By Slick Nick
There is no doubt in my mind that Oasis were the best pop group of the 90s, using a slew of extremely uncomplex singles and albums to end the musical careers of countless raggae and eurodance acts that always seemed to top the British charts at the time. Led by unambitious song-writer Noel Gallagher and starring his knobend brother Liam, the world was theirs for the taking – before Pop Idol, of course.
As enjoyable as the early Oasis compositions were, musically they were never anything more than basic as fuck. ‘Live Forever’ from the debut album ‘Definitely Maybe’, had an opening drum beat that any child could perform after two lessons, and generally you’d be lucky to get three or four different chords in a song. Listening to Oasis and then puting on a bit of Blur, their mortal enemies, was like listening to fucking Mozart by comparison. Sadly, their most ambitious riff from another early single called ‘Cigarettes And Alcohol’ had already been written by heavy metallers T Rex around twenty five years earlier, so they couldn’t lay claim to that.
But, like a lot of bands that start out well, after a few albums and a shit ton of record sales, Oasis could no longer muster the effort to record decent music, and the decline in quality of output during the noughties was quite staggering. The band broke up soon after releasing their final album ‘Dig Out Your Soul’, one of the worst albums ever made.
These crap songs sound like the kind of music you’d find buried on a 100-track bootleg set of long-forgotten Beatles demos that were never intended for release – lifeless, boring and poorly recorded. For all the Gallagher brothers’ rock ‘n’ roll swagger and tabloid punch-ups, this final effort is like someone retiring by leaving the office quietly after an insincere presentation from their boss in front of their co-workers.
There was magic in the initial Oasis singles. Hell, if ‘Wonderwall’ came on the radio during my short commute to work every day, I’d probably punch the air (roof) with elation; I don’t go to nightclubs anymore, I wasn’t reared on a tough inner city estate and I don’t fall for the Simon Cowell PR/marketing machine, so I get very little from the British charts these days. Comparing the songs from that era to the singles from this album is like puting Manchester United against an Albanian school football team – they just don’t compare.
Lead single ‘The Shock of The Lightning’, bolstered by a staggering two chord changes for the most part, sounds like an idea for a song that still needed to be finalised in rehearsals. ‘I’m Outta Time’ is the only listenable effort here, but it still annoys me because the verse always makes me think I’m listening to Lennon’s ‘Jealous Guy’. Pleasant chorus though, reminding fans that they could still write the occasional hook when they weren’t sitting by swimming pools guzzling Director’s Bitter.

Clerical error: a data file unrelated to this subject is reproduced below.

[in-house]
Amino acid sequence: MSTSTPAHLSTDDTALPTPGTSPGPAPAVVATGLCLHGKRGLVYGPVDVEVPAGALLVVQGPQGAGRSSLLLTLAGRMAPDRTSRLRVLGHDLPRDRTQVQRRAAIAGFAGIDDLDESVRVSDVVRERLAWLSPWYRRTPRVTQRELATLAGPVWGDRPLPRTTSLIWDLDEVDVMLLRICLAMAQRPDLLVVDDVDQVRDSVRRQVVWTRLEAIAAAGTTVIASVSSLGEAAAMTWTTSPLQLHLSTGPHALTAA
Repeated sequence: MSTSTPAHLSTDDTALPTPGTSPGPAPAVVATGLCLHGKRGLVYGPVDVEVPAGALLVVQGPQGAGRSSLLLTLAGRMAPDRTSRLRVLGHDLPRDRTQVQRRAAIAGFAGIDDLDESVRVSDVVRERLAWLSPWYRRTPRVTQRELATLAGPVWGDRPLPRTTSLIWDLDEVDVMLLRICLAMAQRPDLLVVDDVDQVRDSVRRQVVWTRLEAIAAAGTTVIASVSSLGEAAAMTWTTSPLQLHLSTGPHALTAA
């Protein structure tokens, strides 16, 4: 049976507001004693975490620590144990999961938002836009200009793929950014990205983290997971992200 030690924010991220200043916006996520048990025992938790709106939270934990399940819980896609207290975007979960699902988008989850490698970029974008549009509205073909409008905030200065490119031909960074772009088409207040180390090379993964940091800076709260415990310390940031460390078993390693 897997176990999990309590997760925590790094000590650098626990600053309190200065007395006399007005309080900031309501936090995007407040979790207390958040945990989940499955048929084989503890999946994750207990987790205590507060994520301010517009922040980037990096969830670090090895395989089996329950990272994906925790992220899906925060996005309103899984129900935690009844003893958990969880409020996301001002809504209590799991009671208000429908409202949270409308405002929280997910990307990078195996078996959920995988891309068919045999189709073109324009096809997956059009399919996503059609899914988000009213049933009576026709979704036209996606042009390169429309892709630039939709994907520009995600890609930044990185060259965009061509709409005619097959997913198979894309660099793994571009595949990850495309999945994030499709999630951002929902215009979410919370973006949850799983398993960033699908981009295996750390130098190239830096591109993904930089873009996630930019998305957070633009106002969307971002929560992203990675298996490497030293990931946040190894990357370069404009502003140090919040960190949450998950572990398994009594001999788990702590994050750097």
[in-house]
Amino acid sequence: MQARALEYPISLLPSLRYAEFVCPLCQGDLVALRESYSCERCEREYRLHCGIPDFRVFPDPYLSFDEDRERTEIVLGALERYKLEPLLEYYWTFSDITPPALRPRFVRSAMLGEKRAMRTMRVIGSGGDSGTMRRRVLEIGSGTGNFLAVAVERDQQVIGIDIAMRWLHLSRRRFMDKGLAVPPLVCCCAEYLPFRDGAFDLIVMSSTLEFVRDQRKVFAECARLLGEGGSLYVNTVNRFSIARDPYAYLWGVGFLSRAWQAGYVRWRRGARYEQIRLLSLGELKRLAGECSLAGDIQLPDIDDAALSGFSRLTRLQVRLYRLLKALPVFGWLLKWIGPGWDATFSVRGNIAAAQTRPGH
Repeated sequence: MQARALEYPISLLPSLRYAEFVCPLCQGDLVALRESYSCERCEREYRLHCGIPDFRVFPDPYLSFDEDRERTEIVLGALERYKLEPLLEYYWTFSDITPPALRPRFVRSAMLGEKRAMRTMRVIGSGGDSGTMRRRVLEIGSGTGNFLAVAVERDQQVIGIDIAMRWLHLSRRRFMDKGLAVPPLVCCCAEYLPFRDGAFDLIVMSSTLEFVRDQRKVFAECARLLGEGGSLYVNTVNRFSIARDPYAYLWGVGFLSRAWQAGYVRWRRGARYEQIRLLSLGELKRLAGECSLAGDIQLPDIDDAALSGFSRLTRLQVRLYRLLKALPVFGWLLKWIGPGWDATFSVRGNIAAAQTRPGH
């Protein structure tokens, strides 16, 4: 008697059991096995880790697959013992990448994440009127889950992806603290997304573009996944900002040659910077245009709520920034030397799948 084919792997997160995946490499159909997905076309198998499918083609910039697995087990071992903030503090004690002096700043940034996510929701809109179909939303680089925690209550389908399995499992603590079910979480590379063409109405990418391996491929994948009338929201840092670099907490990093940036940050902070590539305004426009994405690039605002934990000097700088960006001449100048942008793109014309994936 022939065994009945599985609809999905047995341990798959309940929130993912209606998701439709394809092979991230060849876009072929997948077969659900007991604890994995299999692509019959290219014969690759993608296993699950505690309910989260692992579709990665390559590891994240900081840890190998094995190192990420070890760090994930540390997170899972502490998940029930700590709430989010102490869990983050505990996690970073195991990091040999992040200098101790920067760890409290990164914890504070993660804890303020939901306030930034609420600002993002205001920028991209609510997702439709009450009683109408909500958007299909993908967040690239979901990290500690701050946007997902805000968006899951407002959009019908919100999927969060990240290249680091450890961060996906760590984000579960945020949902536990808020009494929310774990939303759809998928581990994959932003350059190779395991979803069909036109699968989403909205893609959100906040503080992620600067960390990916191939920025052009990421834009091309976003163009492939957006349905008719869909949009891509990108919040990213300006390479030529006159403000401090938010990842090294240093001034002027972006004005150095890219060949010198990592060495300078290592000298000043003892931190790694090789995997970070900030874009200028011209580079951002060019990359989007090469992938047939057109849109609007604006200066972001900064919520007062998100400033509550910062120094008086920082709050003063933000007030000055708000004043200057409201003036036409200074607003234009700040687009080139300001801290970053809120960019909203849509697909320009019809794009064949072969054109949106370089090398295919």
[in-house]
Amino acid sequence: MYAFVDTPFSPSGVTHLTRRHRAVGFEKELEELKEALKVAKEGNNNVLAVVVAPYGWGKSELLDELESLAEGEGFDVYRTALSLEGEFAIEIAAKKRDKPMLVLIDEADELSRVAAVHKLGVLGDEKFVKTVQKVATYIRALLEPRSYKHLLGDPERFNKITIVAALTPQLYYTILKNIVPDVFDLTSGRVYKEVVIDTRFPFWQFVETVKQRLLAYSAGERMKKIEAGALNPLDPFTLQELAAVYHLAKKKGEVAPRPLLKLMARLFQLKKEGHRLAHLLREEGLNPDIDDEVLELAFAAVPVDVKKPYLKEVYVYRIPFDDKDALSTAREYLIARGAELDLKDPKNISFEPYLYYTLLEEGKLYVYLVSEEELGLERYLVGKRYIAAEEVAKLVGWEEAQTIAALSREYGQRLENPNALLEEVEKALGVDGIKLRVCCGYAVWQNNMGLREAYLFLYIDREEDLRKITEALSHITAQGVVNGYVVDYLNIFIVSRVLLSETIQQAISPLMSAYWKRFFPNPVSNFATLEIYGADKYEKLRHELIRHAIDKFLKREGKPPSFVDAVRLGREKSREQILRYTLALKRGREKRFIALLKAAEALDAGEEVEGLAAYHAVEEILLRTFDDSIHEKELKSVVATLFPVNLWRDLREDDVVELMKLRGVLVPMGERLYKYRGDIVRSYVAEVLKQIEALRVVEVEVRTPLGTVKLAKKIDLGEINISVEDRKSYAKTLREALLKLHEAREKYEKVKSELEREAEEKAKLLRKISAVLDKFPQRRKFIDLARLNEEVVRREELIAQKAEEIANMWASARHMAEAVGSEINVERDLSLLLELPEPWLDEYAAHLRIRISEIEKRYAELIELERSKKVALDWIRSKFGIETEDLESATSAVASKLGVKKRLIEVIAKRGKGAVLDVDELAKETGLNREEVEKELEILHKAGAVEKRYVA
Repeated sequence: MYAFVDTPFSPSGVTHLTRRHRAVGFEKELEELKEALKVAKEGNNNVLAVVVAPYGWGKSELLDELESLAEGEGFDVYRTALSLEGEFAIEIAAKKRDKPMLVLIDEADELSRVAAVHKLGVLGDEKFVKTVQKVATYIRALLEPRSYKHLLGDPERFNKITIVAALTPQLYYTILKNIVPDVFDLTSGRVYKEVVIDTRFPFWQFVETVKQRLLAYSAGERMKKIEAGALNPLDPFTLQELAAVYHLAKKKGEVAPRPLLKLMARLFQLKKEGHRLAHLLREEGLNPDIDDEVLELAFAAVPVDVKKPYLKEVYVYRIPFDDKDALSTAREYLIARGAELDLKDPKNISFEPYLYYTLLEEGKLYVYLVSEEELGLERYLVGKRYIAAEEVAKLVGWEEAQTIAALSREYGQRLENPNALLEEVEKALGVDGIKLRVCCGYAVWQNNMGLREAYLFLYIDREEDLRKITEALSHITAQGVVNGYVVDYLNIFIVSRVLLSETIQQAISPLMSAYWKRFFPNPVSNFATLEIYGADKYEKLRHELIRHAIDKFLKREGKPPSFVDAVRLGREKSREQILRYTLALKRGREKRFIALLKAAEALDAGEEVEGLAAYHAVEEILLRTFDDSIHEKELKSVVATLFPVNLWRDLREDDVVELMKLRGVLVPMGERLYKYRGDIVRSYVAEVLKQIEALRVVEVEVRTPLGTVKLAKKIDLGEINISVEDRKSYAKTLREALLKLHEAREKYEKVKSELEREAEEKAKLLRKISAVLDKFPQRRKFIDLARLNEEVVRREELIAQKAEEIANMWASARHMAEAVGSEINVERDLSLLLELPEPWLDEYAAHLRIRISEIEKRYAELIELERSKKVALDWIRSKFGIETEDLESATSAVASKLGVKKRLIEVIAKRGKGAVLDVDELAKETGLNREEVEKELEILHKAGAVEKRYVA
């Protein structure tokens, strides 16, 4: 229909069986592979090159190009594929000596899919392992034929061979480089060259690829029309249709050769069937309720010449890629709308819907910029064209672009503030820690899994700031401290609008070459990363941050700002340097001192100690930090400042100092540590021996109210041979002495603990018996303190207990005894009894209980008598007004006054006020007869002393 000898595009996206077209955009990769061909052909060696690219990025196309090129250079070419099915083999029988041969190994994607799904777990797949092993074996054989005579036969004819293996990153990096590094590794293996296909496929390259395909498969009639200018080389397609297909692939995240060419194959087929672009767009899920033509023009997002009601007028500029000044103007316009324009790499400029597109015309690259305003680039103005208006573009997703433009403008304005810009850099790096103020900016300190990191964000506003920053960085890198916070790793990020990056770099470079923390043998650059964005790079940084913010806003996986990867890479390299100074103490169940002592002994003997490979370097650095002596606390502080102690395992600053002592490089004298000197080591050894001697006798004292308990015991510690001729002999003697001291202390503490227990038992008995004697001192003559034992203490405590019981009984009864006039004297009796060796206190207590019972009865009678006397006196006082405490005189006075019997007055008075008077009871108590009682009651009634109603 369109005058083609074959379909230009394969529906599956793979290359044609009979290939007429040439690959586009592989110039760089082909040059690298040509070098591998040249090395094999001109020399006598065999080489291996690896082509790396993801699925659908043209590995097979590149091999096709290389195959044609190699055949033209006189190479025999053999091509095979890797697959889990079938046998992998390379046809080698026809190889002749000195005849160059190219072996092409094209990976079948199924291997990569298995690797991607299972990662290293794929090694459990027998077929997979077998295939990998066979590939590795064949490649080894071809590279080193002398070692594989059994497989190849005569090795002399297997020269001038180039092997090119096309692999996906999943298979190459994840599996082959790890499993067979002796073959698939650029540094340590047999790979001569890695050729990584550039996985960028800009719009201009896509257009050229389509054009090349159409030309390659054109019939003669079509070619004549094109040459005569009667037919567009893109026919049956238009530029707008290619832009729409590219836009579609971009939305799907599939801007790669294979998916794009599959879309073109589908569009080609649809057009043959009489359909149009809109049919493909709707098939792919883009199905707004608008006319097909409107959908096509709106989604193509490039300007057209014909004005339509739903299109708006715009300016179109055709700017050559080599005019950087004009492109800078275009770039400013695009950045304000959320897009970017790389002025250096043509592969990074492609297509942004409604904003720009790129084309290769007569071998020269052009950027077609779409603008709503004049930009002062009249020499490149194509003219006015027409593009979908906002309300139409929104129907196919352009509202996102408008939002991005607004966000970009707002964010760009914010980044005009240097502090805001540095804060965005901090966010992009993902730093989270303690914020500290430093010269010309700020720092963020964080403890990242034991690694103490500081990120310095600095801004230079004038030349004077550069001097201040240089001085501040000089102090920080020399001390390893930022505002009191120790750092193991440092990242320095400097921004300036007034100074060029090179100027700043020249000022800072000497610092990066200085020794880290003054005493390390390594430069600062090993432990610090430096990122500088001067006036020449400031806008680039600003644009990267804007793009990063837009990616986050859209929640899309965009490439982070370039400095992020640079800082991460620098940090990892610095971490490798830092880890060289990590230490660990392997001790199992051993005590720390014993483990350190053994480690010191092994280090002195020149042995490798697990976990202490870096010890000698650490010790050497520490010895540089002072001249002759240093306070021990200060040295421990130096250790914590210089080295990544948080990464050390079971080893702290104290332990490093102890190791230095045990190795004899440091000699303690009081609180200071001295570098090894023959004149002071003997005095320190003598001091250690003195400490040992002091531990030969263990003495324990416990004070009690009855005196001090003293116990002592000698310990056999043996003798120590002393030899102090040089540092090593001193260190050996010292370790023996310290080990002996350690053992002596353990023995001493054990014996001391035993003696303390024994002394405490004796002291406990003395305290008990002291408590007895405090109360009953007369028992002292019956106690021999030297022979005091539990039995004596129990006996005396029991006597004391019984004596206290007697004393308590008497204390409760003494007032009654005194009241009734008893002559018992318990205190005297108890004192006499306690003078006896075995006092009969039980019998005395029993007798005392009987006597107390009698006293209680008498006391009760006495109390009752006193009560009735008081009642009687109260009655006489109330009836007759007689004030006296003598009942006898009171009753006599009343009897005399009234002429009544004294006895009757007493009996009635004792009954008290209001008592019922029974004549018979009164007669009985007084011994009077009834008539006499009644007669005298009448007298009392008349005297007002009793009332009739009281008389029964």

Apart from sounding like the Beatles and wearing John Lennon spectacles, Liam Gallagher even started to look exactly like George Harrison at one point. On ‘Dig Out Your Soul’, the tribute act was completed with the aping of the rather self-indulgent, ploddy sitar-driven stuff that John, Paul, George and Ringo were experimenting with in the mid–to–late sixties. If it didn’t work for the greatest band to ever set foot in a recording studio, what the fuck was it going to do for Oasis?
Noel Gallagher’s lyrics have always been appalling at the best of times. Incoherent rambling sentences ending in words that mostly rhymed with ‘away’, ‘mind’, ‘far’, ‘you’, ‘me’ and ‘why’, they tended to make even less sense than Kurt Cobain’s insane poetry. This final album didn’t break tradition; the problem was the songs were now as equally terrible as a whole. Before, no one paid much attention because the melodies and singing were so effective.
It’s a shame the band that recorded ‘(What’s The Story) Morning Glory?’ could end their careers with such an underwhelming collection of crap songs. Even their b-sides collection ‘The Masterplan’ was one of the best from 1998, better than most other bands’ proper efforts. Noel Gallagher was supposed to keep rock ‘n’ roll alive, at least from a Sunday Times supplement point of view. His declining song-writing ability combined with Simon Cowell and increasing levels of illiteracy amongst young people have now rendered the British charts almost unlistenable. And this is even before Liam Gallagher kick starts an inevitable solo career for more cigarette money.
Slowly walking down the hall, faster than a cannon ball, where were you when we were writing shit music?